Who?! A number of uncredited roles in this one, including Erik Estrada’s cameo. Stark difference from Baywatch where Hasselhoff and Pam Anderson got laughably high billing. Also Josh Duhamel and Maya Rudolph have minor roles that went uncredited. They must have jumped in for funsies.
Where?! A+ Settings Alert! CHIPS stands for California Highway Patrol and that’s enough for me. This is also an early contender for the 2018 Setting as Character Smaddies Baddie as every LA centric restaurant in the city is featured and even Dax gave an interview asserting that the real star of the film was Southern California. Boom. That’s an A+ if I’ve ever seen one.
When?! There are two spots where a date could be found. One is on Ponch’s phone in the opening scene where it seems like it says that it’s November 2nd. However, a few scenes later, when Ponch is being introduced at CHP the blackboard says that “all 415’s have to be in by September 1,” so you would think everything would take place in August or something. Maybe they just don’t erase that blackboard all that often or (hear me out) perhaps they didn’t put as much effort into the exact temporal setting as I do in trying to find it. Disappointing. D.
This film WAS… WHAT WE THOUGHT IT WAS!… AND WE LET IT OFF THE HOOK! Basically, everything that we presumed and feared from the trailer came true. This is a poorly made film rife with jokes that play mostly on sadness. It’s certainly different than Baywatch and the Jump Street films, which is a credit to the creators I guess, but Baywatch is just a better film (which is kinda crazy to say). While I would endure a Baywatch sequel, I wouldn’t even enjoy a CHIPS 2. Even on a Fifty Shades Freed, staring into the abyss kind of a way… I think I’m just realizing that I really didn’t enjoy this film. Patrick?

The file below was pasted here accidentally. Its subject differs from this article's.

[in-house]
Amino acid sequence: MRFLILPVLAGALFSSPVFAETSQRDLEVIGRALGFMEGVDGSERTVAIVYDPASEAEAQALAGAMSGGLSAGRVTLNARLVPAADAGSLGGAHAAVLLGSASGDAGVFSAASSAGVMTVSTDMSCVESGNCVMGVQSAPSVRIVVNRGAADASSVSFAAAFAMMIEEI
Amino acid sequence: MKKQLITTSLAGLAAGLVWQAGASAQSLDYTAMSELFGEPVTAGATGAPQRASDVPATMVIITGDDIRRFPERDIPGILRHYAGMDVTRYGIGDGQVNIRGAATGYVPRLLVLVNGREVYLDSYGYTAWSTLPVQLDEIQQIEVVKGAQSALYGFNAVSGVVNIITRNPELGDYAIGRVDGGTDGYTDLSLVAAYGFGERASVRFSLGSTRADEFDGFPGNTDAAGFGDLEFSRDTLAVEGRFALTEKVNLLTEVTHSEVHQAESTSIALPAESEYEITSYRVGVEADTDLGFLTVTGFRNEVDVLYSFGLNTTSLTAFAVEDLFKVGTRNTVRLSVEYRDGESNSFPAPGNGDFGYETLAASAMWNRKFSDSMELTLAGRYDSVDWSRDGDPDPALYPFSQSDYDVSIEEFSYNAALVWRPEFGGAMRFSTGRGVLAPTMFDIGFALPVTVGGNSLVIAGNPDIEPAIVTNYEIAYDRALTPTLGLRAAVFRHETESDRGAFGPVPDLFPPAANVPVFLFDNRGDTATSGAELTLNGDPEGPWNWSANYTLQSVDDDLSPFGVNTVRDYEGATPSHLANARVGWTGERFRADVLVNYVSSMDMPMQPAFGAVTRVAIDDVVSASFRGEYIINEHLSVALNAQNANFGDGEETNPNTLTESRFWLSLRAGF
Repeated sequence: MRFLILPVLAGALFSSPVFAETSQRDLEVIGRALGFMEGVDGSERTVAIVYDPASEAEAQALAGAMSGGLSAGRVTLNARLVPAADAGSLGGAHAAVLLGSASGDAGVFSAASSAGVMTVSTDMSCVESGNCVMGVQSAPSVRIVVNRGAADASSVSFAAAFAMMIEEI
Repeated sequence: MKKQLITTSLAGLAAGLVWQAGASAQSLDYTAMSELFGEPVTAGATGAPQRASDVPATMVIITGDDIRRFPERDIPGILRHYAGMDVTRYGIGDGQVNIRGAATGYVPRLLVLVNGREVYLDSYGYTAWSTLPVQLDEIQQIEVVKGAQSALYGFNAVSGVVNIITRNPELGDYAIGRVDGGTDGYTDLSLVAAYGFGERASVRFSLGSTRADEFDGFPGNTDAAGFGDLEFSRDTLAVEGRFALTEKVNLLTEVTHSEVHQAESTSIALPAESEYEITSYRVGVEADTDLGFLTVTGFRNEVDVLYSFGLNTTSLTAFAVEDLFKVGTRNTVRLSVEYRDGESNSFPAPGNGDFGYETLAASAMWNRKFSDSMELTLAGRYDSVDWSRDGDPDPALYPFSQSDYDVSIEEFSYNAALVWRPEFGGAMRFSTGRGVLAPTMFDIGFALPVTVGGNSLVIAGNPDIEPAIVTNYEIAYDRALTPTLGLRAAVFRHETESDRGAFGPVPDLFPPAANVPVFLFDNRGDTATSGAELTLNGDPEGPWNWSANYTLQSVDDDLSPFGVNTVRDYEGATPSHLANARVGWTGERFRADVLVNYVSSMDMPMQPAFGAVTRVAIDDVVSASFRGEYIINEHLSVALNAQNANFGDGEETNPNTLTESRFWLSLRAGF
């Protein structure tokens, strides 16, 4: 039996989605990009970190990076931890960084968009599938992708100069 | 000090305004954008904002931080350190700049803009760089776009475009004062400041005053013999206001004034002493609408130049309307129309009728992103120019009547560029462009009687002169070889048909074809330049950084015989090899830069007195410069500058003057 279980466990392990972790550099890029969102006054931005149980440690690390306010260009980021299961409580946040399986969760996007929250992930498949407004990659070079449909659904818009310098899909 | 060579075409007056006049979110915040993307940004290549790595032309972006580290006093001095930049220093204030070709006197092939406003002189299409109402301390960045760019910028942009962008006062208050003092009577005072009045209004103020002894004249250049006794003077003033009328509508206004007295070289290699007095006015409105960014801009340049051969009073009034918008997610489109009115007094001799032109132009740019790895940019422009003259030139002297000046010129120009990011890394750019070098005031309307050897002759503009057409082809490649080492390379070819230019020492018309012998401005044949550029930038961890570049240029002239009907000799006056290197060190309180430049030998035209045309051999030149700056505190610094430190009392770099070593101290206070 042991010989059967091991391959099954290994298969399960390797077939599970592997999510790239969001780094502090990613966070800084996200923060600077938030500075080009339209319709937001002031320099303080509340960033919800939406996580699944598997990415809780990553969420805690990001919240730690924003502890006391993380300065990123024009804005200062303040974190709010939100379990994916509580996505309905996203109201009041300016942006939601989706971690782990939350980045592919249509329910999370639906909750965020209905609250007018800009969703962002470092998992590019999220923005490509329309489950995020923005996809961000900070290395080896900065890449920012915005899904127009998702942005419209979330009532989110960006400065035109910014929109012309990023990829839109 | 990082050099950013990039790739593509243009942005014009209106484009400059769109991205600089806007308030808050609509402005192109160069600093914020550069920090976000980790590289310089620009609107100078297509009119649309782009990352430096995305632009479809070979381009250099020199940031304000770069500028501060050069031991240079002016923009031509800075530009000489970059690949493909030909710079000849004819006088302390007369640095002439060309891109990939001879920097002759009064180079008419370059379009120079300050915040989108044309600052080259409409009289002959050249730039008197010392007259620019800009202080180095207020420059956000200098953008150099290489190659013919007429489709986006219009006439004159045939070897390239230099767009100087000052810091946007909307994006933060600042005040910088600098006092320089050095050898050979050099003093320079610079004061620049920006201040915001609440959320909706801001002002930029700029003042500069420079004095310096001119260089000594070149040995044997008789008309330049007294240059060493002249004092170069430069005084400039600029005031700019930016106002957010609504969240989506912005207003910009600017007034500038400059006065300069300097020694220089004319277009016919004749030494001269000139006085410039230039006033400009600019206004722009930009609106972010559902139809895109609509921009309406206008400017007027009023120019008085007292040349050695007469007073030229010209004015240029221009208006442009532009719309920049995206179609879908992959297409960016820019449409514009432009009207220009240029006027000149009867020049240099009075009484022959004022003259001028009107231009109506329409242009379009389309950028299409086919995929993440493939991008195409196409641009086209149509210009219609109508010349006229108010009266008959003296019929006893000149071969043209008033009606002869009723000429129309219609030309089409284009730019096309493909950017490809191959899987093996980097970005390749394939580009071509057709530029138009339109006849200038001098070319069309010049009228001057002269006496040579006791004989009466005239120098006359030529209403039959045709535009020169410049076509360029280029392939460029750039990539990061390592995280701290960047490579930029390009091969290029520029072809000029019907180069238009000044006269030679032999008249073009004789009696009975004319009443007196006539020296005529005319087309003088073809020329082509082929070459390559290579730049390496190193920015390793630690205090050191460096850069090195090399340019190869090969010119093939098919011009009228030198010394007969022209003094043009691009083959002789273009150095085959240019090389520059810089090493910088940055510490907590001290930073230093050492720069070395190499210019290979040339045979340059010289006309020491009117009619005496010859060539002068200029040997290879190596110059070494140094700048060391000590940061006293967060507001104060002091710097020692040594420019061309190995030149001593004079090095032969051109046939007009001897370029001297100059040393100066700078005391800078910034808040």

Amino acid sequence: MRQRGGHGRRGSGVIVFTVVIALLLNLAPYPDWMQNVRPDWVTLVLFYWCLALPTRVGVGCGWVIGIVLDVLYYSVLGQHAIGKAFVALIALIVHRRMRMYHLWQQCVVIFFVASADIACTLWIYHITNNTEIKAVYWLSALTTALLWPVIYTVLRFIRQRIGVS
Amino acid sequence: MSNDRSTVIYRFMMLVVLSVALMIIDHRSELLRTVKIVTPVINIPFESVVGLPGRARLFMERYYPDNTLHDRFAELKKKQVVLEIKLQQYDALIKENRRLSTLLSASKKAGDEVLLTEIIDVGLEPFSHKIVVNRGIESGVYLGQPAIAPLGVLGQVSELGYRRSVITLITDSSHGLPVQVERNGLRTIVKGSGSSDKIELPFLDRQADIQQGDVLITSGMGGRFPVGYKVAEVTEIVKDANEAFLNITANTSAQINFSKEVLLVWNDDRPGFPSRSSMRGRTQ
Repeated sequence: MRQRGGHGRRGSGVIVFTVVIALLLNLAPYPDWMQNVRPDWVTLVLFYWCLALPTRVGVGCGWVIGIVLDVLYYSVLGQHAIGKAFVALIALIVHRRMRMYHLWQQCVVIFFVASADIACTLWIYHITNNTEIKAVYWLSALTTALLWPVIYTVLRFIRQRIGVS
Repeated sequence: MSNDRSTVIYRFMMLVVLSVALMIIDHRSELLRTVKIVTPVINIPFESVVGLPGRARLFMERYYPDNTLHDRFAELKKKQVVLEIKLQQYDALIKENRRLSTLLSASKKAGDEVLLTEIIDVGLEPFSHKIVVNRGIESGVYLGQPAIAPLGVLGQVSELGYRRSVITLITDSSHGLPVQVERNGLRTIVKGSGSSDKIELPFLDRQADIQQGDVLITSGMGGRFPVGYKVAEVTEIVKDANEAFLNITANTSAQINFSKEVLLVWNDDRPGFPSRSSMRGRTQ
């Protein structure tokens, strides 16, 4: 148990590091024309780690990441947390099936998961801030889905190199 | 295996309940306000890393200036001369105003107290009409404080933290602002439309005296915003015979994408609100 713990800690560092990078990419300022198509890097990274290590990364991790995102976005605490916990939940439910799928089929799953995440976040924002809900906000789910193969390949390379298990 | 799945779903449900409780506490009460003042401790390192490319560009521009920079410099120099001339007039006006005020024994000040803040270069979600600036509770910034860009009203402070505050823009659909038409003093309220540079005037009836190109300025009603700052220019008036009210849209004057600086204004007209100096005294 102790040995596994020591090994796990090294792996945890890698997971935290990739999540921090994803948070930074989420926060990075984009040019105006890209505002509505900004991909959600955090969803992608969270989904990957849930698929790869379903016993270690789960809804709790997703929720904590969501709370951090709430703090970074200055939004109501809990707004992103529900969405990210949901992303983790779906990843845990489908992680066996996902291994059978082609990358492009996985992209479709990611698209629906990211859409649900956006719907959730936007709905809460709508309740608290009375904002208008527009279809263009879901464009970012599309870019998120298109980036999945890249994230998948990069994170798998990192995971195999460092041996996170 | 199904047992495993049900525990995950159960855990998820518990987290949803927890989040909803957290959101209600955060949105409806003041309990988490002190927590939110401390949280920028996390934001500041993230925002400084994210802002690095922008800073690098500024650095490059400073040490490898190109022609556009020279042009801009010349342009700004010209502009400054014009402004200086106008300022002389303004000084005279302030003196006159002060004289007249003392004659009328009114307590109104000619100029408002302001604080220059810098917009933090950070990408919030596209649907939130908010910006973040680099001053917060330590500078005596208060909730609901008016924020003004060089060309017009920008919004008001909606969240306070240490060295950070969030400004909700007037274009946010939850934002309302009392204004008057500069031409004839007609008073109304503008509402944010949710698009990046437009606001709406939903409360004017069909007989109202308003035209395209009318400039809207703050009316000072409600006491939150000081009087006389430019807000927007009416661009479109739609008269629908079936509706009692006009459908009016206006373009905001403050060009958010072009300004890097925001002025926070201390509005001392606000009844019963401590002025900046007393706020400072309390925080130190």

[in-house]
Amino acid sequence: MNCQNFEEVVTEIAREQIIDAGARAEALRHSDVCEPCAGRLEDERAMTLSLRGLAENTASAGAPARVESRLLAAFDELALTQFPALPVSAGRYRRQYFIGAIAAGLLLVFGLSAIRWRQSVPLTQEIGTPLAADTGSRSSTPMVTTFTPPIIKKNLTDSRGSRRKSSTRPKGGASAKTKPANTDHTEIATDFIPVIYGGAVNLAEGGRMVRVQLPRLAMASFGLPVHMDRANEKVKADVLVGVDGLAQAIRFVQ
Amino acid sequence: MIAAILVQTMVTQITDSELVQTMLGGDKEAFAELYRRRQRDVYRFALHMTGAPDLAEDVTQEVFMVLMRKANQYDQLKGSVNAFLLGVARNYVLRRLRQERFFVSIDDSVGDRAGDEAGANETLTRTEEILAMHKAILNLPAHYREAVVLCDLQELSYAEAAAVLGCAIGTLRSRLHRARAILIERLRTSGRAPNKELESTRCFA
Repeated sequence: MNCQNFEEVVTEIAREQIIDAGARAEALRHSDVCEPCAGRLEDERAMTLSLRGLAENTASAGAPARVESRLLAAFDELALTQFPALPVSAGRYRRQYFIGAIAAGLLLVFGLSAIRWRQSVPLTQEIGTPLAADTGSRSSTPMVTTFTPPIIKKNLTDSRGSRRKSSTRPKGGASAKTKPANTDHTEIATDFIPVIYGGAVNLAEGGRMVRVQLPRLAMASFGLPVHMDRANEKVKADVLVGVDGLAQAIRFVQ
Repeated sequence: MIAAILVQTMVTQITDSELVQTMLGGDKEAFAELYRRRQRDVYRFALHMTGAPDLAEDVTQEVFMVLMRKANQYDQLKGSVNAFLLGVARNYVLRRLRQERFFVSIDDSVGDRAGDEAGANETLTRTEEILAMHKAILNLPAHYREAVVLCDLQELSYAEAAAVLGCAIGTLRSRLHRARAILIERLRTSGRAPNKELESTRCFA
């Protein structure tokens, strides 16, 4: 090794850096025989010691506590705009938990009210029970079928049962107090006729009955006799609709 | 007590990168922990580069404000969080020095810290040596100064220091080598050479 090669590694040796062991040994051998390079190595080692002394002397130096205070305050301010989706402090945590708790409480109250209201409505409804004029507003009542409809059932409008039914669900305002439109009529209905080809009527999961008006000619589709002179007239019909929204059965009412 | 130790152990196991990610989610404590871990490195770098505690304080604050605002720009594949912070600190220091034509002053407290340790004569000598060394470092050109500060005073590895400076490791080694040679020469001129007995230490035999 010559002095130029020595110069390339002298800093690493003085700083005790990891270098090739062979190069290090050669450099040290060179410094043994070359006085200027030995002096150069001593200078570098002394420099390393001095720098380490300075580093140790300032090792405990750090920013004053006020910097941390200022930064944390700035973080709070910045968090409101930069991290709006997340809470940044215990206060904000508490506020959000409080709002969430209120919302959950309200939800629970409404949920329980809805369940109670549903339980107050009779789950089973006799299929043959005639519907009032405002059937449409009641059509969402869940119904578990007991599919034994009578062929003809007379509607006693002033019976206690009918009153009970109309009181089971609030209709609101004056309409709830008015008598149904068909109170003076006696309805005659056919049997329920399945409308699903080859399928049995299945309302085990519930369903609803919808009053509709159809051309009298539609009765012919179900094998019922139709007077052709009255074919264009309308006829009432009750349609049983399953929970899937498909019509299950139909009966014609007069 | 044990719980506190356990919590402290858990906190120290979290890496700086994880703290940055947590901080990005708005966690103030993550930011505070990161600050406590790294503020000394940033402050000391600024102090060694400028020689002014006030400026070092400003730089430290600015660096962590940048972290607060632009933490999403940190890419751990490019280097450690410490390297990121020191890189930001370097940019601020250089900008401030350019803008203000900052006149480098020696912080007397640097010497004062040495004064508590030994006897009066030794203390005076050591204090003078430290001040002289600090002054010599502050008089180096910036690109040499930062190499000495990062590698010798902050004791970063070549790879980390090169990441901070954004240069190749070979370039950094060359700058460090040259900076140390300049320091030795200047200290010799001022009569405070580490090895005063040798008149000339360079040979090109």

‘Ello everyone! Alright, so you’re a producer and maybe your frustration with not getting invited to the 21 Jump Street cast party made you act a bit rashly. Baywatch … was not sweet IP. But this time you definitely got some sweet IP. CHiPs! Everyone liked CHiPs. Erik Estrada and … like motorcycles. Maybe you won’t get to meet The Rock, but Dax Shepard is … pretty close. Sweet IP Money Train here I come! What could go wrong? Let’s get into it.
The Good (Sklog-cabulary Quiz) – The storyline is actually a lot more coherent and focused than you would expect. Also, I tend to enjoy it when characters who would have been incompetent if they were in a film from, say, the 90s, are now written as super competent. What’s that? It sounds like a Sklog-cabulary Quiz!
Gross Competence (n.) – Behavior that appears to be erratic and incompetent, but is nevertheless quite effective at getting a particular job done. Characters exhibiting gross competence often appear to be savants in their particular occupation.